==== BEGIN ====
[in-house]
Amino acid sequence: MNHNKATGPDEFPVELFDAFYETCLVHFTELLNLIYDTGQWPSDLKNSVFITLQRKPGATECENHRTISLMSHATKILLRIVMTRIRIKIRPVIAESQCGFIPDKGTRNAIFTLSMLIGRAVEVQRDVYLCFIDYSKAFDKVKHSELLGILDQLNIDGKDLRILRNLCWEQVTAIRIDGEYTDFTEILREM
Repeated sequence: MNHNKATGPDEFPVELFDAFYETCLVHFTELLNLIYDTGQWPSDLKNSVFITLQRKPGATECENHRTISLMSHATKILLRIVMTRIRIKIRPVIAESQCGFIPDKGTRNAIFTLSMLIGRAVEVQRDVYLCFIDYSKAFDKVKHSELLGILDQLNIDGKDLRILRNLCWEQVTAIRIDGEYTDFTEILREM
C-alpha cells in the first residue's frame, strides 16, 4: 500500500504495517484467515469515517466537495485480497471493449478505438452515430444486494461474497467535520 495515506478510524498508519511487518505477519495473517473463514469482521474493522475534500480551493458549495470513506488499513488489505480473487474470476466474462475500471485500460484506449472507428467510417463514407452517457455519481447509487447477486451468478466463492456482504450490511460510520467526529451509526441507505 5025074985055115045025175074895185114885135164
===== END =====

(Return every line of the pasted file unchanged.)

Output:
[in-house]
Amino acid sequence: MNHNKATGPDEFPVELFDAFYETCLVHFTELLNLIYDTGQWPSDLKNSVFITLQRKPGATECENHRTISLMSHATKILLRIVMTRIRIKIRPVIAESQCGFIPDKGTRNAIFTLSMLIGRAVEVQRDVYLCFIDYSKAFDKVKHSELLGILDQLNIDGKDLRILRNLCWEQVTAIRIDGEYTDFTEILREM
Repeated sequence: MNHNKATGPDEFPVELFDAFYETCLVHFTELLNLIYDTGQWPSDLKNSVFITLQRKPGATECENHRTISLMSHATKILLRIVMTRIRIKIRPVIAESQCGFIPDKGTRNAIFTLSMLIGRAVEVQRDVYLCFIDYSKAFDKVKHSELLGILDQLNIDGKDLRILRNLCWEQVTAIRIDGEYTDFTEILREM
C-alpha cells in the first residue's frame, strides 16, 4: 500500500504495517484467515469515517466537495485480497471493449478505438452515430444486494461474497467535520 495515506478510524498508519511487518505477519495473517473463514469482521474493522475534500480551493458549495470513506488499513488489505480473487474470476466474462475500471485500460484506449472507428467510417463514407452517457455519481447509487447477486451468478466463492456482504450490511460510520467526529451509526441507505 5025074985055115045025175074895185114885135164